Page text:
Oil major BP has clashed with rival Vitol in the once-languid West African crude market, buying up cargoes and taking a big derivative position that may have raised costs for European refiners.
New trading opportunities arose from August, when broker Sunrise started the first derivative for Nigeria’s four largest crude oil grades – Bonny Light, Forcados, Qua Iboe and Bonga. The derivatives, known as contracts for differences (CFDs), allow traders to bet on whether premiums of the four Nigerian grades versus the Brent benchmark will rise or fall.
BP quietly built a long position of up to 10 million barrels in the African CFDs contracts in August, betting the premium of the grades to Brent will rise in September. After quietly building its paper position in August, BP launched a flurry of bids on the Platts system in September for physical cargoes of Nigerian oil.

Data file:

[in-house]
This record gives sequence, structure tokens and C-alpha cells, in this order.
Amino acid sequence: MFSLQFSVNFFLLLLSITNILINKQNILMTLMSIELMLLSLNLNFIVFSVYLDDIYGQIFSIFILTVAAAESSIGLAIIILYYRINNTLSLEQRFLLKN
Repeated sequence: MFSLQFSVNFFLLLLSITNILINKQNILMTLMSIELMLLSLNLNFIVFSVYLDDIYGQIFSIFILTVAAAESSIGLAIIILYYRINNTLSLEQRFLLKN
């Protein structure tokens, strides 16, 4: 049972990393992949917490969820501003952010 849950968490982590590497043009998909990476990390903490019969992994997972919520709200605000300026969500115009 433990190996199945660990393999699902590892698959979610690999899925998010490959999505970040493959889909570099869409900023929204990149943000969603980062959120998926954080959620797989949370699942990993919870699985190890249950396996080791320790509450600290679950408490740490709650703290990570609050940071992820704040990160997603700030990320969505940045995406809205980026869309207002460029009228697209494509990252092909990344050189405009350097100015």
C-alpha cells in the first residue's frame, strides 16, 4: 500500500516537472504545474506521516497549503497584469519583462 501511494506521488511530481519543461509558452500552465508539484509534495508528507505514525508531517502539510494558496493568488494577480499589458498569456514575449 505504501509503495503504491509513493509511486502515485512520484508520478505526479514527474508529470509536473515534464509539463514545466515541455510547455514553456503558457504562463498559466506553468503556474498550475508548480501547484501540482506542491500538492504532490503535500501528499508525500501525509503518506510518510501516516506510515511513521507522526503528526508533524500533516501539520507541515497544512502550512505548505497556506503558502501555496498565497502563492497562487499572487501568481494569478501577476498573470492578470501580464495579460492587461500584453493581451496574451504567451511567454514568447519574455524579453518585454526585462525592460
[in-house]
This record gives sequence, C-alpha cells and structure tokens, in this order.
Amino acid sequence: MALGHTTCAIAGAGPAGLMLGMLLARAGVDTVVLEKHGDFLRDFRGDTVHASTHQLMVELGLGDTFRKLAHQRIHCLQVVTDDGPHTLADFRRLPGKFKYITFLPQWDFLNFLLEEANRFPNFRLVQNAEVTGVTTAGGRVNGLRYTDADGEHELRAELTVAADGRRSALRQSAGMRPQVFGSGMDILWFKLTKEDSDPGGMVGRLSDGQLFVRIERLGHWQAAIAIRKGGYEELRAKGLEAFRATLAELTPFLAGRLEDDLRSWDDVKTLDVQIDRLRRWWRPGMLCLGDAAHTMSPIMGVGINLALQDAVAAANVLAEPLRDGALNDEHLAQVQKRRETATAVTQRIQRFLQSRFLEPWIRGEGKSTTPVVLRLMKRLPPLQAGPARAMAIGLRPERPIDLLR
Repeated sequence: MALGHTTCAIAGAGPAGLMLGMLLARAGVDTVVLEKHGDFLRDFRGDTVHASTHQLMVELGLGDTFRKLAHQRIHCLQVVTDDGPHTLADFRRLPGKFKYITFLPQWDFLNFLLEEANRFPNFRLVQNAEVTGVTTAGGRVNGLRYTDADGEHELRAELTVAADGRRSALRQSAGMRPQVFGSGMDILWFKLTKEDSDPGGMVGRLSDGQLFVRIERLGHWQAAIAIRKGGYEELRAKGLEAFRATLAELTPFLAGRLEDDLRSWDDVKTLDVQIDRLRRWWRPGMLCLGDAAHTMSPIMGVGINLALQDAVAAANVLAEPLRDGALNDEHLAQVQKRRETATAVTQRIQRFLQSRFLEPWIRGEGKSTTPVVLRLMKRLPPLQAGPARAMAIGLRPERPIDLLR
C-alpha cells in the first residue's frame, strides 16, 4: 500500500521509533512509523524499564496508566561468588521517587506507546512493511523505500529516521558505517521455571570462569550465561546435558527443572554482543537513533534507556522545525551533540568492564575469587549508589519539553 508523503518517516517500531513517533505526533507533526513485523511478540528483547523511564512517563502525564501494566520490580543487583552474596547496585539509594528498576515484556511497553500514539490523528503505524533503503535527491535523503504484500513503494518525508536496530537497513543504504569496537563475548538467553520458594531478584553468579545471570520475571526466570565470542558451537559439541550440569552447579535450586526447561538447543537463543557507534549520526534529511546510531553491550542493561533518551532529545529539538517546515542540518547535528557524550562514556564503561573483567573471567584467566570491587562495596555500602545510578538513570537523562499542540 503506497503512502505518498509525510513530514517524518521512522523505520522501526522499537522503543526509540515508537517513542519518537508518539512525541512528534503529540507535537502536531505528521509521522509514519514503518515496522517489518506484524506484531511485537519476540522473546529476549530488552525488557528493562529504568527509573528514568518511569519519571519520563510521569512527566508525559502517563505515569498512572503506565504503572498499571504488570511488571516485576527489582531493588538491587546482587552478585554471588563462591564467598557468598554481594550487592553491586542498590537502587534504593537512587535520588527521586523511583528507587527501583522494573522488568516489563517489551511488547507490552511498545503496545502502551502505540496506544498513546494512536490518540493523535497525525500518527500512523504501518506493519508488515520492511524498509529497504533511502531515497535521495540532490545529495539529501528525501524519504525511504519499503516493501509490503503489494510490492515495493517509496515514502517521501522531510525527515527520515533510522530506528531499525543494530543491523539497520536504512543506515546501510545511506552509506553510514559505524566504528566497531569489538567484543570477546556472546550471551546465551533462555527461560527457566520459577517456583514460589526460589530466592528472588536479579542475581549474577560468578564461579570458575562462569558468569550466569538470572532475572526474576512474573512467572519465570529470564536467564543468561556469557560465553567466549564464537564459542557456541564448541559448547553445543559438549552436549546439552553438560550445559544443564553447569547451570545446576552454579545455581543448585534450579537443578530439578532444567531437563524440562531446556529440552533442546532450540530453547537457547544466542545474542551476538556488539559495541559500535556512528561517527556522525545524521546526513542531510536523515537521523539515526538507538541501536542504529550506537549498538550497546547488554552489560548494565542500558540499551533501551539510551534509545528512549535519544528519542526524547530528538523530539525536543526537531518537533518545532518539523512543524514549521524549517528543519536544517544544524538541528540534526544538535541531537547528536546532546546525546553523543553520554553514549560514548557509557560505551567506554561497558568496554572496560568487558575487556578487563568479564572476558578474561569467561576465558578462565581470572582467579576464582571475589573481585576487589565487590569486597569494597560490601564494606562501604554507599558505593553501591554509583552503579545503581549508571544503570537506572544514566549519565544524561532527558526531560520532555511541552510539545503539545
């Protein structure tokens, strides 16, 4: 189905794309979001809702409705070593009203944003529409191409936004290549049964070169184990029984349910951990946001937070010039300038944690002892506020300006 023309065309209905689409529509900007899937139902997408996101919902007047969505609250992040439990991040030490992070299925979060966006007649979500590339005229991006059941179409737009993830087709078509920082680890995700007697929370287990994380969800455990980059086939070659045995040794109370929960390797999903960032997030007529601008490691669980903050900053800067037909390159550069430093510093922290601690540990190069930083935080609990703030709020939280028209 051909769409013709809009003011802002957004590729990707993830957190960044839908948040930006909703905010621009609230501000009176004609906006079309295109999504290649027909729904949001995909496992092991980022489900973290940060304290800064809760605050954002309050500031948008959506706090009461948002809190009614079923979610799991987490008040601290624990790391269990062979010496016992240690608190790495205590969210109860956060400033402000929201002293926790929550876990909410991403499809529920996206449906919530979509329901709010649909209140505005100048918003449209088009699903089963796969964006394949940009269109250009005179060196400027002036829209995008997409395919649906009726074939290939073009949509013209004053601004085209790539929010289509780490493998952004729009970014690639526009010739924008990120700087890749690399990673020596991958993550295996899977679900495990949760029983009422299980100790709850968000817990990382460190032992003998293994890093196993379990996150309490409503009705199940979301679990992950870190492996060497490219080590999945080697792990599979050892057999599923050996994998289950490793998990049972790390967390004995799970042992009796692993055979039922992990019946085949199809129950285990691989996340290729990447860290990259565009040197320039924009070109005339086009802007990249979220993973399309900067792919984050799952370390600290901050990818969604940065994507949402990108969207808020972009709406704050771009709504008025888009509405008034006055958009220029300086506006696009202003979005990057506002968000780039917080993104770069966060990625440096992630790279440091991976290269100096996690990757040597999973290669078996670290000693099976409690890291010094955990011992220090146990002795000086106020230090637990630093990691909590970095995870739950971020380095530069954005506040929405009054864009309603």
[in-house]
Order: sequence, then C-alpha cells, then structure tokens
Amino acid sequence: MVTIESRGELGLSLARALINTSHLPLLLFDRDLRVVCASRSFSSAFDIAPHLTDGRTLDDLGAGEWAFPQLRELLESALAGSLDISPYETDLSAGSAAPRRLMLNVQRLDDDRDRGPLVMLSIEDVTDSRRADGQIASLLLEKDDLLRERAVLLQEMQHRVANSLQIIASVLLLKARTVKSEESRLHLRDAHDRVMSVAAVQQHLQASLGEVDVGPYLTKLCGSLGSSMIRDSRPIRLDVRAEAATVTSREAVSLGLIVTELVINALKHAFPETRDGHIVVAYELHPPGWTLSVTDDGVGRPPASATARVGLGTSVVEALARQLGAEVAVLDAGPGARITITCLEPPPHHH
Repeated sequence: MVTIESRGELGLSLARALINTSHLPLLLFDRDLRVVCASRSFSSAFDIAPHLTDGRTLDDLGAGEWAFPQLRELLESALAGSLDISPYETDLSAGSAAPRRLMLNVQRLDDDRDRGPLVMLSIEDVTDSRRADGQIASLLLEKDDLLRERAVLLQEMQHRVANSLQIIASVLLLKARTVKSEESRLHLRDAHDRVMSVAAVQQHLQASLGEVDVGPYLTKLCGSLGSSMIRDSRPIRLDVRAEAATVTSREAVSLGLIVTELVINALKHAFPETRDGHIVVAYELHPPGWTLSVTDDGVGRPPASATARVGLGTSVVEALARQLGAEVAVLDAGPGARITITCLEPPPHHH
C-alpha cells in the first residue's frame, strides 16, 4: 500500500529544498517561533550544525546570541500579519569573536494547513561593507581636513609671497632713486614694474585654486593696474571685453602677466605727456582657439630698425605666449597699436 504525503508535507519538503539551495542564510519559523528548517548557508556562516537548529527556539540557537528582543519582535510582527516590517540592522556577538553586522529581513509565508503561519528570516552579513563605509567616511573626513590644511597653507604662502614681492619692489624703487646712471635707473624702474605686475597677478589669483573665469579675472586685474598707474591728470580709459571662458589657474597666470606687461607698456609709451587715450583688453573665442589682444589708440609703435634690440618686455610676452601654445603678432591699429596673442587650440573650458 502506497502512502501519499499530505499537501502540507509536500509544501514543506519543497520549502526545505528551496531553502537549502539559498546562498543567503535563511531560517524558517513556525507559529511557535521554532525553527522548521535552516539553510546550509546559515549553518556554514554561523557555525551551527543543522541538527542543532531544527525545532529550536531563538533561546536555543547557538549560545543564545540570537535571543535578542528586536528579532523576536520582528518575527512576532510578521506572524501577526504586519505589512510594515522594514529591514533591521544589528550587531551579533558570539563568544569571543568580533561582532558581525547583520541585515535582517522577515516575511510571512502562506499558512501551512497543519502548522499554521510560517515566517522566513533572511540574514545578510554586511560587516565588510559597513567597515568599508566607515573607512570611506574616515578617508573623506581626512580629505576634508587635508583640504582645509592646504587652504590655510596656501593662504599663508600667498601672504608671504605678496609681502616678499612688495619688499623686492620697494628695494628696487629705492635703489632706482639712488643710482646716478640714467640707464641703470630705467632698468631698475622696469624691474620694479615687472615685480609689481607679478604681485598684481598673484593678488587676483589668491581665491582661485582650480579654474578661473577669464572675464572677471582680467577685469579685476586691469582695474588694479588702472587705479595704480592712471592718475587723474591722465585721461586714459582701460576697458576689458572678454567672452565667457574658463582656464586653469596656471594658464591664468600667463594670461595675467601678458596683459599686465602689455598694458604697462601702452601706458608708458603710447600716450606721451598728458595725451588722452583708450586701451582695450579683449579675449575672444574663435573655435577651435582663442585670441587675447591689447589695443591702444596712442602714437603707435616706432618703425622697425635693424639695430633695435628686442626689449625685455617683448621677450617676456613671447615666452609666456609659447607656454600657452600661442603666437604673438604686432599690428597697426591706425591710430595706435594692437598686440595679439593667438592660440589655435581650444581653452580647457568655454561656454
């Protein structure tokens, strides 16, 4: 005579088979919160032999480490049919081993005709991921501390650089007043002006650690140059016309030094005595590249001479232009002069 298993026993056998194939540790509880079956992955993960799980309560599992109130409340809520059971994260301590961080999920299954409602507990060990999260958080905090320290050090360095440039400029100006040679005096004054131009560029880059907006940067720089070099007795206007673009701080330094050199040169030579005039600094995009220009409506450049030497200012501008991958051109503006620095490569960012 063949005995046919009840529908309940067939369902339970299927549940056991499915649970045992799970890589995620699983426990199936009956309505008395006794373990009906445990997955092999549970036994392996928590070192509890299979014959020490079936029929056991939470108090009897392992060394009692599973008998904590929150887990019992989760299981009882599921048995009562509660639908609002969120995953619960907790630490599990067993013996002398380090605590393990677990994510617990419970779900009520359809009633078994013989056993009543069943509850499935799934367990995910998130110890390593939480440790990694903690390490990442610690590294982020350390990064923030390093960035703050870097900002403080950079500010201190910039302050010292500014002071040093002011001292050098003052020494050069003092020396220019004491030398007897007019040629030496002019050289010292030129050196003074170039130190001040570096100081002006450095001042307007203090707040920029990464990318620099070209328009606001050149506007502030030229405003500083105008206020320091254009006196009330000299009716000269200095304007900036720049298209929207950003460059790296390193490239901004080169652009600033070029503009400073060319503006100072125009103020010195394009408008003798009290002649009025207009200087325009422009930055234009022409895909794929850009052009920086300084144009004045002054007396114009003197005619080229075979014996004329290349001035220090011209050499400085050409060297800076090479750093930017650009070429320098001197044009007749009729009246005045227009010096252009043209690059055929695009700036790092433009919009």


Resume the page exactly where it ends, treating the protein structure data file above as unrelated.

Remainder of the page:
Against BP in the paper market were six trading desks, including trading giant Vitol, which took the opposite side of the bet and went short CFDs, betting that African grades’ premiums to Brent would fall, according to trading sources.
BP bid for a total of 22 Nigerian cargoes loading between Sept 3-12, a previously unseen volume in the West African crude market, where a whole month can sometimes go without a single public bid or offer in the Platts window. The rise in premiums in the physical market made BP a big winner on its long position on the CFDs trade, while Vitol was a loser, according to traders.
In reaction, Vitol spent over $500 million to buy seven cargoes outside the Platts system from oil majors Total and Shell, paying premiums above $1.70 per barrel, according to three traders familiar with the developments.
The trading house then re-sold the cargoes on the Platts system to BP at premiums ranging between $1.55-$1.75 per barrel, effectively accepting a loss on the physical trade but limiting its losses on the CFD side.